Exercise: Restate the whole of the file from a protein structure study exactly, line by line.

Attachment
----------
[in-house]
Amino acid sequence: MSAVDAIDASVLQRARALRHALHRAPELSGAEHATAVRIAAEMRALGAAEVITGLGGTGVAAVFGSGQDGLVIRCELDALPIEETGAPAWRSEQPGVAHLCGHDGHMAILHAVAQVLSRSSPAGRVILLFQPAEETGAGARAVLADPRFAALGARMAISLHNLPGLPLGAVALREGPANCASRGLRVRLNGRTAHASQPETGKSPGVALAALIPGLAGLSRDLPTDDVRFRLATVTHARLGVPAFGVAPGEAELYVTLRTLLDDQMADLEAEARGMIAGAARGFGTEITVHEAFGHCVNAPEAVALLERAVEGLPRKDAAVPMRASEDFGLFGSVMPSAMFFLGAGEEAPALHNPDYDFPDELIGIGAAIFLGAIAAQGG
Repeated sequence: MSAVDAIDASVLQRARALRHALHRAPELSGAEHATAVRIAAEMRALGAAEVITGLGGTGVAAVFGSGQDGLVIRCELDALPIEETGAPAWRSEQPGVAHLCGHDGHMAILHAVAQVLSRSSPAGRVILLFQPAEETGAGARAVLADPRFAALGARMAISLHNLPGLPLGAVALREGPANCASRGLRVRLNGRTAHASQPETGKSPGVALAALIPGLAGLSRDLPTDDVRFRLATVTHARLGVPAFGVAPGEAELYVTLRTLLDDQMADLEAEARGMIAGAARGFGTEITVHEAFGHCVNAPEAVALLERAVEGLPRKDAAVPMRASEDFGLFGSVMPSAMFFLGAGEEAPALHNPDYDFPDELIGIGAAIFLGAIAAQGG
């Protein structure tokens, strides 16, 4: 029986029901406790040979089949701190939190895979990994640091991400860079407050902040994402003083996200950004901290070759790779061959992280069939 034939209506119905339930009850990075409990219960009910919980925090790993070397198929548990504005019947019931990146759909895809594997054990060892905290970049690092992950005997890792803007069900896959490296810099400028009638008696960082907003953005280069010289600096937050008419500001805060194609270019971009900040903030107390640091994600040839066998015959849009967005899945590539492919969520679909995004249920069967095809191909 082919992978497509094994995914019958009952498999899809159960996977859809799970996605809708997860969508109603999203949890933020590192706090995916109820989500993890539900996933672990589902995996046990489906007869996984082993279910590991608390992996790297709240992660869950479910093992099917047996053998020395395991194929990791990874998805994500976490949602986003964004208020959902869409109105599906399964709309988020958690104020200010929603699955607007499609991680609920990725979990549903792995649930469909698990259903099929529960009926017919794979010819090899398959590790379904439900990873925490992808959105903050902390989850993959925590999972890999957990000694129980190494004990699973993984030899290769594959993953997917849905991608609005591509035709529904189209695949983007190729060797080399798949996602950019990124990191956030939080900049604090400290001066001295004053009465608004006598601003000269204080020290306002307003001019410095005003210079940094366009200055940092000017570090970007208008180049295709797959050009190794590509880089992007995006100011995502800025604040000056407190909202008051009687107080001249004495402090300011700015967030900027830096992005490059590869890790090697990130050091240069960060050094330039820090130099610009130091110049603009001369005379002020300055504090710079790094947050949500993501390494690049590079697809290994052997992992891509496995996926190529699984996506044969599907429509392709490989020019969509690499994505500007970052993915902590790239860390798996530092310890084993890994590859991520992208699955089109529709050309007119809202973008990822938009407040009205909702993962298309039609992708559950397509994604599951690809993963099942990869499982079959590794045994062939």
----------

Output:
[in-house]
Amino acid sequence: MSAVDAIDASVLQRARALRHALHRAPELSGAEHATAVRIAAEMRALGAAEVITGLGGTGVAAVFGSGQDGLVIRCELDALPIEETGAPAWRSEQPGVAHLCGHDGHMAILHAVAQVLSRSSPAGRVILLFQPAEETGAGARAVLADPRFAALGARMAISLHNLPGLPLGAVALREGPANCASRGLRVRLNGRTAHASQPETGKSPGVALAALIPGLAGLSRDLPTDDVRFRLATVTHARLGVPAFGVAPGEAELYVTLRTLLDDQMADLEAEARGMIAGAARGFGTEITVHEAFGHCVNAPEAVALLERAVEGLPRKDAAVPMRASEDFGLFGSVMPSAMFFLGAGEEAPALHNPDYDFPDELIGIGAAIFLGAIAAQGG
Repeated sequence: MSAVDAIDASVLQRARALRHALHRAPELSGAEHATAVRIAAEMRALGAAEVITGLGGTGVAAVFGSGQDGLVIRCELDALPIEETGAPAWRSEQPGVAHLCGHDGHMAILHAVAQVLSRSSPAGRVILLFQPAEETGAGARAVLADPRFAALGARMAISLHNLPGLPLGAVALREGPANCASRGLRVRLNGRTAHASQPETGKSPGVALAALIPGLAGLSRDLPTDDVRFRLATVTHARLGVPAFGVAPGEAELYVTLRTLLDDQMADLEAEARGMIAGAARGFGTEITVHEAFGHCVNAPEAVALLERAVEGLPRKDAAVPMRASEDFGLFGSVMPSAMFFLGAGEEAPALHNPDYDFPDELIGIGAAIFLGAIAAQGG
């Protein structure tokens, strides 16, 4: 029986029901406790040979089949701190939190895979990994640091991400860079407050902040994402003083996200950004901290070759790779061959992280069939 034939209506119905339930009850990075409990219960009910919980925090790993070397198929548990504005019947019931990146759909895809594997054990060892905290970049690092992950005997890792803007069900896959490296810099400028009638008696960082907003953005280069010289600096937050008419500001805060194609270019971009900040903030107390640091994600040839066998015959849009967005899945590539492919969520679909995004249920069967095809191909 082919992978497509094994995914019958009952498999899809159960996977859809799970996605809708997860969508109603999203949890933020590192706090995916109820989500993890539900996933672990589902995996046990489906007869996984082993279910590991608390992996790297709240992660869950479910093992099917047996053998020395395991194929990791990874998805994500976490949602986003964004208020959902869409109105599906399964709309988020958690104020200010929603699955607007499609991680609920990725979990549903792995649930469909698990259903099929529960009926017919794979010819090899398959590790379904439900990873925490992808959105903050902390989850993959925590999972890999957990000694129980190494004990699973993984030899290769594959993953997917849905991608609005591509035709529904189209695949983007190729060797080399798949996602950019990124990191956030939080900049604090400290001066001295004053009465608004006598601003000269204080020290306002307003001019410095005003210079940094366009200055940092000017570090970007208008180049295709797959050009190794590509880089992007995006100011995502800025604040000056407190909202008051009687107080001249004495402090300011700015967030900027830096992005490059590869890790090697990130050091240069960060050094330039820090130099610009130091110049603009001369005379002020300055504090710079790094947050949500993501390494690049590079697809290994052997992992891509496995996926190529699984996506044969599907429509392709490989020019969509690499994505500007970052993915902590790239860390798996530092310890084993890994590859991520992208699955089109529709050309007119809202973008990822938009407040009205909702993962298309039609992708559950397509994604599951690809993963099942990869499982079959590794045994062939």